So yeah writing has always been what I wanted to do. I still want to do writing, I write all the time. I write poetry and I am working on a manuscript. That’s the thing I care about the most is writing. I love photography, but man, writing, there’s something about it that I’ve always loved.



“Fuck Sympathy”, 2022, Selected spreads from the zine Fuck Sympathy. Image: A two-page spread from Nolan’s Zine. On the right is a self-portrait of Nolan on a couch. On the left is a large text “how do you feel when you realize you just wasted 15 minutes of your precious life reading this damn thing…”

MB: Can you share more about your zines? What zines mean to you as artistic expression, as a tool?

NT: I grew up in California and skateboarding and I feel like it’s part of that ethos – skateboarding, lo-fi shit, zines, and just kind of like raw expression. I think I just got really bored with a lot of things I was seeing in photography. I was seeing all these clean expensive photo books, really perfect text, sequenced, everything lines up, you can tell that it’s done on a computer, and snap to grid.

I went to this portfolio review. It was super expensive and annoying because I was really broke at the time. I had to pay all this money to do this review and meet with these people and it felt so elitist, annoying, and expensive. Everyone was like “Oh my God, your 8×10 silver gelatin darkroom prints!” and I was like “Okay, what’s the opposite of that?” Let me go home with some printer paper, glue, and pens and make the opposite of an 8×10 darkroom print.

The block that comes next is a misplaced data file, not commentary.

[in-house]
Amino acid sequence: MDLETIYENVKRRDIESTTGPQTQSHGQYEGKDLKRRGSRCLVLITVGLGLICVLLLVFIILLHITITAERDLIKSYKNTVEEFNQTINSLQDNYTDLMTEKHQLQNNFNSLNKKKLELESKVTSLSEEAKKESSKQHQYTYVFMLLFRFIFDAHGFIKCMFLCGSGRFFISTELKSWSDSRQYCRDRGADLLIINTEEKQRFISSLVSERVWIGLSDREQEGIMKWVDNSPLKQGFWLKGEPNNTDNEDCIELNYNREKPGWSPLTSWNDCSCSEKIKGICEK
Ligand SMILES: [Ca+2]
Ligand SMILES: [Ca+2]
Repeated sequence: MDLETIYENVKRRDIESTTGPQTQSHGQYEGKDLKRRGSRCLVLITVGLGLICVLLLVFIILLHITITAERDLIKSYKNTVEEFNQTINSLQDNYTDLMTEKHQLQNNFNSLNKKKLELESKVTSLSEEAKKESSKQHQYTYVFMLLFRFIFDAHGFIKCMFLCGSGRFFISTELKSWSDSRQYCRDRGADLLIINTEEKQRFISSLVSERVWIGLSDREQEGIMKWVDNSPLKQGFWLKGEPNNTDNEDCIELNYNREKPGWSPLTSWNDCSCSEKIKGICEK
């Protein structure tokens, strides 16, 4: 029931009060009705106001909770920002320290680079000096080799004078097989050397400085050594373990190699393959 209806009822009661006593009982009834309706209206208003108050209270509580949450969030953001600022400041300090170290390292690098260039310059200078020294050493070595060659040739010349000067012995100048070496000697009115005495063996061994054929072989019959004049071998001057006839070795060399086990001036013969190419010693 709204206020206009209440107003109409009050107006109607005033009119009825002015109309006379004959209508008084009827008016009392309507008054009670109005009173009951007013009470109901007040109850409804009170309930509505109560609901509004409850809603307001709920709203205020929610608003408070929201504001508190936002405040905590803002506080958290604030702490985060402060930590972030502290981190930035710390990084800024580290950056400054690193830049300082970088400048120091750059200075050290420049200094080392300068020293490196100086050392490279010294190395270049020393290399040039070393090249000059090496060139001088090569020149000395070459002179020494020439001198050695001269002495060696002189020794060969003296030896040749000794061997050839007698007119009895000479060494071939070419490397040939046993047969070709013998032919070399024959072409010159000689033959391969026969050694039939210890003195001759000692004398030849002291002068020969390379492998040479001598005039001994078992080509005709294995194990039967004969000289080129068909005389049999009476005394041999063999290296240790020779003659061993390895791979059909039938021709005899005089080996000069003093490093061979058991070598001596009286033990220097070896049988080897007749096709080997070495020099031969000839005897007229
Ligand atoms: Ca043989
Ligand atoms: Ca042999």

There are so many great skateboard zines out there or punk zines, all the old Slash magazine shit. That’s how I grew up. I grew up skating, going to backyard shows in Orange County and Los Angeles, and DJ’ing in Long Beach. I feel like somewhere along the lines that part of me got lost and I wasn’t expressing that through my art. And the zines were a place I could be angry again. In the zine, I say something like “ This is about feeling something. I don’t care if there’s typos in it or if it’s messy, or if it’s confusing, if it doesn’t make sense.”

That’s what I want. I need to express that piece of myself. I think since I had my spinal cord injury and I can’t skate board any more, in a way the zine feels like skateboarding. It’s my way to still do that or express that feeling of…you know John Cardiel would say “destroying something” or “leveling the place.”

What gets me excited about art is when people take risks and they are unapologetic. It’s like, I might not agree with you, that’s kind of intense, but I respect people who can go out and know that it might not be received well but if it feels true to them they’re going to do it.

I love work that’s just so raw. I crave it. That’s what I love about a lot of zines, is that they are very raw in their expression. And they are unapologetic. And they are a little bit intense sometimes, or ignorant or off the wall. But I’m here for it. I think it’s the most honest expression. Like Fuck Sympathy Vol 1, I think it’s the best thing I’ve ever made. If someone were to say “What do you do?” or “What represents you?” I would give them that.



“Fuck Sympathy”, 2022, Selected spreads from the zine Fuck Sympathy. Image: A two-page spread from Nolan’s Zine. The left side has a photo of a person with light skin and dark hair putting on lipstick. On the right is a long text explaining what the zine is about.